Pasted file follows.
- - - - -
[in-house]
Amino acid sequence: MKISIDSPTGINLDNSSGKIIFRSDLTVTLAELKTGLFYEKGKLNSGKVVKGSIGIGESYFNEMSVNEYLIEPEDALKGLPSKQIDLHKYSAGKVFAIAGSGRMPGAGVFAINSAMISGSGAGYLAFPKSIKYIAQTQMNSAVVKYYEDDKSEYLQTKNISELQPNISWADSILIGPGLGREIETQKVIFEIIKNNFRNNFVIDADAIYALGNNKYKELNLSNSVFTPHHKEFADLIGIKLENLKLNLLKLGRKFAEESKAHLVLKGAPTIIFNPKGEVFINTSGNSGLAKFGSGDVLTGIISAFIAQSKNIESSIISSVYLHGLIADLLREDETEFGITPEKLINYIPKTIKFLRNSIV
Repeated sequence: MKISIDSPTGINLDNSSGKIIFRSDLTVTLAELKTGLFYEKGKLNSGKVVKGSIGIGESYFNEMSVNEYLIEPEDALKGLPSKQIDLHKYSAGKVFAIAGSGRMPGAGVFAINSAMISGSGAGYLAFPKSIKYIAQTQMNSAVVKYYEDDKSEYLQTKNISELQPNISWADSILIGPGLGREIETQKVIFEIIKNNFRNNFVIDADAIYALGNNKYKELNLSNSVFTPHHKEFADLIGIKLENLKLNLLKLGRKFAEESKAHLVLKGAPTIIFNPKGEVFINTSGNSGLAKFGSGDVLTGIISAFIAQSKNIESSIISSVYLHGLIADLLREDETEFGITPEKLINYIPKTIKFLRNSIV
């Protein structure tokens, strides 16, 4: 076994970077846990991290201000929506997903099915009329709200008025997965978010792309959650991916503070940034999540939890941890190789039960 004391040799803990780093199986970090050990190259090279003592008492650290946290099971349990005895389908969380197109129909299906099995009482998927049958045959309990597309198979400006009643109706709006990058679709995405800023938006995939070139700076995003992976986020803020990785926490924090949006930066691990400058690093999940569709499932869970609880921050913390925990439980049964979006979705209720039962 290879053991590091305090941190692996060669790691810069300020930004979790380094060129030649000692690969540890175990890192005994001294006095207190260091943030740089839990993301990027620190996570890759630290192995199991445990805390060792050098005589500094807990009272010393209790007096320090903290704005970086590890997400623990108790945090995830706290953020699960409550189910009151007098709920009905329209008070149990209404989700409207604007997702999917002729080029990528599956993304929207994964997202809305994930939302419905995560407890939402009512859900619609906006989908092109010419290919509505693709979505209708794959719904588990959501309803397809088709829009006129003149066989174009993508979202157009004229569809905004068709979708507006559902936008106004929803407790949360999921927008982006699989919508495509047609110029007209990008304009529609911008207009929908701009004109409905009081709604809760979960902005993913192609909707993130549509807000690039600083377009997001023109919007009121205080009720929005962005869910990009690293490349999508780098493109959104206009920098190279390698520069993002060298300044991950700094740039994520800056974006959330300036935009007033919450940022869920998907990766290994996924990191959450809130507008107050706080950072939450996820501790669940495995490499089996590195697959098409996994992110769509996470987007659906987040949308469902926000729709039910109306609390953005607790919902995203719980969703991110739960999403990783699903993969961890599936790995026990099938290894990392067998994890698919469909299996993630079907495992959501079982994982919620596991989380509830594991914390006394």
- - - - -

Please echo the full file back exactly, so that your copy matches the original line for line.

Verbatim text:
[in-house]
Amino acid sequence: MKISIDSPTGINLDNSSGKIIFRSDLTVTLAELKTGLFYEKGKLNSGKVVKGSIGIGESYFNEMSVNEYLIEPEDALKGLPSKQIDLHKYSAGKVFAIAGSGRMPGAGVFAINSAMISGSGAGYLAFPKSIKYIAQTQMNSAVVKYYEDDKSEYLQTKNISELQPNISWADSILIGPGLGREIETQKVIFEIIKNNFRNNFVIDADAIYALGNNKYKELNLSNSVFTPHHKEFADLIGIKLENLKLNLLKLGRKFAEESKAHLVLKGAPTIIFNPKGEVFINTSGNSGLAKFGSGDVLTGIISAFIAQSKNIESSIISSVYLHGLIADLLREDETEFGITPEKLINYIPKTIKFLRNSIV
Repeated sequence: MKISIDSPTGINLDNSSGKIIFRSDLTVTLAELKTGLFYEKGKLNSGKVVKGSIGIGESYFNEMSVNEYLIEPEDALKGLPSKQIDLHKYSAGKVFAIAGSGRMPGAGVFAINSAMISGSGAGYLAFPKSIKYIAQTQMNSAVVKYYEDDKSEYLQTKNISELQPNISWADSILIGPGLGREIETQKVIFEIIKNNFRNNFVIDADAIYALGNNKYKELNLSNSVFTPHHKEFADLIGIKLENLKLNLLKLGRKFAEESKAHLVLKGAPTIIFNPKGEVFINTSGNSGLAKFGSGDVLTGIISAFIAQSKNIESSIISSVYLHGLIADLLREDETEFGITPEKLINYIPKTIKFLRNSIV
């Protein structure tokens, strides 16, 4: 076994970077846990991290201000929506997903099915009329709200008025997965978010792309959650991916503070940034999540939890941890190789039960 004391040799803990780093199986970090050990190259090279003592008492650290946290099971349990005895389908969380197109129909299906099995009482998927049958045959309990597309198979400006009643109706709006990058679709995405800023938006995939070139700076995003992976986020803020990785926490924090949006930066691990400058690093999940569709499932869970609880921050913390925990439980049964979006979705209720039962 290879053991590091305090941190692996060669790691810069300020930004979790380094060129030649000692690969540890175990890192005994001294006095207190260091943030740089839990993301990027620190996570890759630290192995199991445990805390060792050098005589500094807990009272010393209790007096320090903290704005970086590890997400623990108790945090995830706290953020699960409550189910009151007098709920009905329209008070149990209404989700409207604007997702999917002729080029990528599956993304929207994964997202809305994930939302419905995560407890939402009512859900619609906006989908092109010419290919509505693709979505209708794959719904588990959501309803397809088709829009006129003149066989174009993508979202157009004229569809905004068709979708507006559902936008106004929803407790949360999921927008982006699989919508495509047609110029007209990008304009529609911008207009929908701009004109409905009081709604809760979960902005993913192609909707993130549509807000690039600083377009997001023109919007009121205080009720929005962005869910990009690293490349999508780098493109959104206009920098190279390698520069993002060298300044991950700094740039994520800056974006959330300036935009007033919450940022869920998907990766290994996924990191959450809130507008107050706080950072939450996820501790669940495995490499089996590195697959098409996994992110769509996470987007659906987040949308469902926000729709039910109306609390953005607790919902995203719980969703991110739960999403990783699903993969961890599936790995026990099938290894990392067998994890698919469909299996993630079907495992959501079982994982919620596991989380509830594991914390006394």